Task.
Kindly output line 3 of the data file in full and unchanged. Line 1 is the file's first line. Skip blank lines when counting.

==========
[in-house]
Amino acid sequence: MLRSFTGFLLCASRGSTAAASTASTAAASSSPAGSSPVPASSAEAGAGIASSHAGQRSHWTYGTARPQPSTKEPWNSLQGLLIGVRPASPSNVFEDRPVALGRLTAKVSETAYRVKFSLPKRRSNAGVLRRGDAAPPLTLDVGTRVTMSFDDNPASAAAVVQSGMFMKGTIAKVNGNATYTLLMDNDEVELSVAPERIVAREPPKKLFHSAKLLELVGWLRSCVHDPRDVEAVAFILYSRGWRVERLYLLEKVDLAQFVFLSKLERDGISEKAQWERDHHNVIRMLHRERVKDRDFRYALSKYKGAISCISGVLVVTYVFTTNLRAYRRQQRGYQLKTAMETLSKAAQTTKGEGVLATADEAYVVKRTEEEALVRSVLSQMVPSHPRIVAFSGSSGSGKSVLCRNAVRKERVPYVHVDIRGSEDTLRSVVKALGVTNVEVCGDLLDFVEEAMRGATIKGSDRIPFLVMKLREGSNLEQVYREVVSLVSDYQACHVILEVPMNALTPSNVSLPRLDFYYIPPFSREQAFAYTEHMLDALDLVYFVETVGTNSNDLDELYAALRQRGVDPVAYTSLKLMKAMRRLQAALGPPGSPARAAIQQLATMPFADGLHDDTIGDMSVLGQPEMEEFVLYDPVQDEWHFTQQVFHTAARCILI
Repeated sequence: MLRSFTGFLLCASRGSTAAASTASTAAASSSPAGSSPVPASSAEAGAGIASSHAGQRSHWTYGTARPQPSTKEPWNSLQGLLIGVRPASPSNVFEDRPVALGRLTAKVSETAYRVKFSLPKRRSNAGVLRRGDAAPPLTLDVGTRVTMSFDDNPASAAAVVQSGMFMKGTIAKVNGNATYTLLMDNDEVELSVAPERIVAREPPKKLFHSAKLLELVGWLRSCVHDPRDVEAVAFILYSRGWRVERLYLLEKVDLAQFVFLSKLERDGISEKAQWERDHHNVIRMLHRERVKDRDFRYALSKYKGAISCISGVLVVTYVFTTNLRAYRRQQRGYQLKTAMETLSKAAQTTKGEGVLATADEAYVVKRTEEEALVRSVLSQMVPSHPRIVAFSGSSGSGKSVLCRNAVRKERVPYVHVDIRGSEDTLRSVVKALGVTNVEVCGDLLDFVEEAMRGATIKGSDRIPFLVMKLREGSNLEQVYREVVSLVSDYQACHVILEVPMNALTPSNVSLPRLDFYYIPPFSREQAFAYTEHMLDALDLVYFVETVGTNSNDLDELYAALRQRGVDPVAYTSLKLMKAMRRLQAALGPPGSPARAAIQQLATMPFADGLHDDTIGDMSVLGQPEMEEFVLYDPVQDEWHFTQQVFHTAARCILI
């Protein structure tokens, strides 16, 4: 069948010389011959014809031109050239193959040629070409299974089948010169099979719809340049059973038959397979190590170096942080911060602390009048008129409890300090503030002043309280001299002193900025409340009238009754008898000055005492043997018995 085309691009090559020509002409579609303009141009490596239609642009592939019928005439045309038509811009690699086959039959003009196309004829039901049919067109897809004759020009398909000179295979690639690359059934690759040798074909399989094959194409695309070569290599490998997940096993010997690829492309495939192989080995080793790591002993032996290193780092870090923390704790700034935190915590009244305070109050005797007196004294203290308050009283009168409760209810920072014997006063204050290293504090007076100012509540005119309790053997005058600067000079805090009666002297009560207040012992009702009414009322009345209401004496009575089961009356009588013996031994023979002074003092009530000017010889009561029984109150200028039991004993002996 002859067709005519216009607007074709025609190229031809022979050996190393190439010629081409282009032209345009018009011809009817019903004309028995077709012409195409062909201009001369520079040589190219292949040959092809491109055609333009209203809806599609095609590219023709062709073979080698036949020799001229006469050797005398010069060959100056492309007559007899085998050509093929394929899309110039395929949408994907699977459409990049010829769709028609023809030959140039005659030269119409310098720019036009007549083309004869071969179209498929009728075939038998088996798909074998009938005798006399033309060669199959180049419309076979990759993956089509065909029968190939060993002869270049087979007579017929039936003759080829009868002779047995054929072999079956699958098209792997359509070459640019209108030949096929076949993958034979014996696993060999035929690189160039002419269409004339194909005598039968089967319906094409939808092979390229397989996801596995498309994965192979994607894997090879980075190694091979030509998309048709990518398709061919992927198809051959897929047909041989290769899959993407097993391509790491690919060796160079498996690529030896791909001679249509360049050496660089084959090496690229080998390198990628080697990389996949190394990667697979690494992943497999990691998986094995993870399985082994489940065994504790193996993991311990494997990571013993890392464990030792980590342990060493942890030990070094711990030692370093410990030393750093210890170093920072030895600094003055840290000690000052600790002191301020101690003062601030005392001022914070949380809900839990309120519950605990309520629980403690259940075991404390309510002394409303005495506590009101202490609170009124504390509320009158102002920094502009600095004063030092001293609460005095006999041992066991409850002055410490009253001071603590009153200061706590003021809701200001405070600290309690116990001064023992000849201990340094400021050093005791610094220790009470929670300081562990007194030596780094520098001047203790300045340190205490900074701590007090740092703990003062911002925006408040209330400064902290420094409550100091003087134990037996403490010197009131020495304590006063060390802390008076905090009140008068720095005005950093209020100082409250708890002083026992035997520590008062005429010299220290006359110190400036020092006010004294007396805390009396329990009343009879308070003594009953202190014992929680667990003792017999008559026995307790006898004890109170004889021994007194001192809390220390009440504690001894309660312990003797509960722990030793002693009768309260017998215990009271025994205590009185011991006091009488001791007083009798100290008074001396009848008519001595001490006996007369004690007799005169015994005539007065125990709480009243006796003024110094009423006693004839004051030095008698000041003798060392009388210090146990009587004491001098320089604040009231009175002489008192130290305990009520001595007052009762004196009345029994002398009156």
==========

Repeated sequence: MLRSFTGFLLCASRGSTAAASTASTAAASSSPAGSSPVPASSAEAGAGIASSHAGQRSHWTYGTARPQPSTKEPWNSLQGLLIGVRPASPSNVFEDRPVALGRLTAKVSETAYRVKFSLPKRRSNAGVLRRGDAAPPLTLDVGTRVTMSFDDNPASAAAVVQSGMFMKGTIAKVNGNATYTLLMDNDEVELSVAPERIVAREPPKKLFHSAKLLELVGWLRSCVHDPRDVEAVAFILYSRGWRVERLYLLEKVDLAQFVFLSKLERDGISEKAQWERDHHNVIRMLHRERVKDRDFRYALSKYKGAISCISGVLVVTYVFTTNLRAYRRQQRGYQLKTAMETLSKAAQTTKGEGVLATADEAYVVKRTEEEALVRSVLSQMVPSHPRIVAFSGSSGSGKSVLCRNAVRKERVPYVHVDIRGSEDTLRSVVKALGVTNVEVCGDLLDFVEEAMRGATIKGSDRIPFLVMKLREGSNLEQVYREVVSLVSDYQACHVILEVPMNALTPSNVSLPRLDFYYIPPFSREQAFAYTEHMLDALDLVYFVETVGTNSNDLDELYAALRQRGVDPVAYTSLKLMKAMRRLQAALGPPGSPARAAIQQLATMPFADGLHDDTIGDMSVLGQPEMEEFVLYDPVQDEWHFTQQVFHTAARCILI